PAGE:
Strong warning to Robert and the rest of the PAX crew: Please scope out the entrance and predict pedestrian patterns. I don't know who designed the new layout, but it is terrible.
As a little background, I am a local. So I have attended dozens of events and cons at the Henry B Gonzalez Center. I get that it needed an upgrade, and while the inside may be an improvement, the entrance is a mess. My observations are based on Alamo City Comic Con, an event that drew over 70k people the last two years and may have topped 80k this year, so very comparable to PAX.
The entrance is beautiful. But if you stand at the entrance and look out, you see....a wall. Okay, it's more of a wrought-iron fence and embankment, but the result is the same. Foot traffic cannot cross the street. Looking to the right, you have the highway. It is right there. So lots of cars are heading that way, and almost no foot traffic is going to walk that way. Pretty much all of the hotels are to the left of the entrance. That means almost all your traffic is walking to the left, on a narrow sidewalk. Which would be bad enough, except you have to cross three
active driveways with their own walk/don't walk signs in a space of maybe 20 feet. And they are not coordinated. So you have hundreds of people at a time being chopped up into tiny groups on the sidewalk, waiting for the lights and dodging cars (which are entering and exiting the hotel via those 3 driveways). It was a real mess.
Luckily, ACCC had contracted for police to be there during some of the busiest times. They had to creatively direct traffic to keep everyone moving safely. Sometimes this meant blocking the 3 hotel driveways to allow pedestrians unobstructed access fora minute. Better still, some officers would simply block all four directions of traffic (there is also a regular intersection right there) and allow pedestrians to cross diagonally and go right into the big parking structure across the street from the old convention center.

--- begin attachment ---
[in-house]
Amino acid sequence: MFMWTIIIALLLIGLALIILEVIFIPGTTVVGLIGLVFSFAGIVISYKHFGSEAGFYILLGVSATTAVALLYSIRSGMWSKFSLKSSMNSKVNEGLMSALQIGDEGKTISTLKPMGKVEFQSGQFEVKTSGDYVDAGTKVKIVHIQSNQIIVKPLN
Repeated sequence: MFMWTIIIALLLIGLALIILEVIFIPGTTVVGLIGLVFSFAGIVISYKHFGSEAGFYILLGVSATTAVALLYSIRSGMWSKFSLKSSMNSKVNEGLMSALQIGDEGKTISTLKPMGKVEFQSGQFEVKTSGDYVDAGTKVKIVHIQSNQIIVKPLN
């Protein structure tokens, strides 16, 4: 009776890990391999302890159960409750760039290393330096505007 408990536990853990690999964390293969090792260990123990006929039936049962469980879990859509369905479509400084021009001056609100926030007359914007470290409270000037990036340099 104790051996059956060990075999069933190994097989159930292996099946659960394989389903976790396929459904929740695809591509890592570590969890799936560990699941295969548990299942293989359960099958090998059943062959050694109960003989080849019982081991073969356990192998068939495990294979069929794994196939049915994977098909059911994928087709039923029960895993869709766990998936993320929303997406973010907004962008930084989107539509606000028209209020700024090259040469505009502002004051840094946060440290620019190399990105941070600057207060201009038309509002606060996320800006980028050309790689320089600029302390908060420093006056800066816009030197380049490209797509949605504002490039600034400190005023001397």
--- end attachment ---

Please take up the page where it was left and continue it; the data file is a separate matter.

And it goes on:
If PAX somehow makes use of what is left of the old convention center, it will slightly ameliorate this. People exiting from the Lila Cockrell Theatre emerge on the far side of this mess and are greeted by a crosswalk straight across the street (to the hotel or parking garage) or unblocked sidewalk access to the left down the street towards the other hotels. But even though ACCC used the Theatre, not many people left the convention from that area. It's a long walk down a hallway (the full width of the hotel) to reach the Theatre from the main convention space, so it's a bit isolated. And I assume PAX will mostly be in the new space.
As an addendum, the panel rooms above the open lobby (the 221 and 225 blocks) also have serious routing issues when lots of people head towards them. Scouting them early and planning lines is vital, particularly for the rooms along the narrow side, reachable only via a small bridge. I suggest PAX avoids using these rooms except for staff or for events that will see very light attendance.
I hope this helps. The convention center is beautiful and has a cool Enterprise Next-Gen and Moss Eisley Cantina vibe to some of its rest areas. Plus, food options seem more plentiful and convenient (though I didn't purchase any myself). PAX is a lot more experienced and organized than the local event I intended, so I'm hoping they can sidestep these issues with some forethought.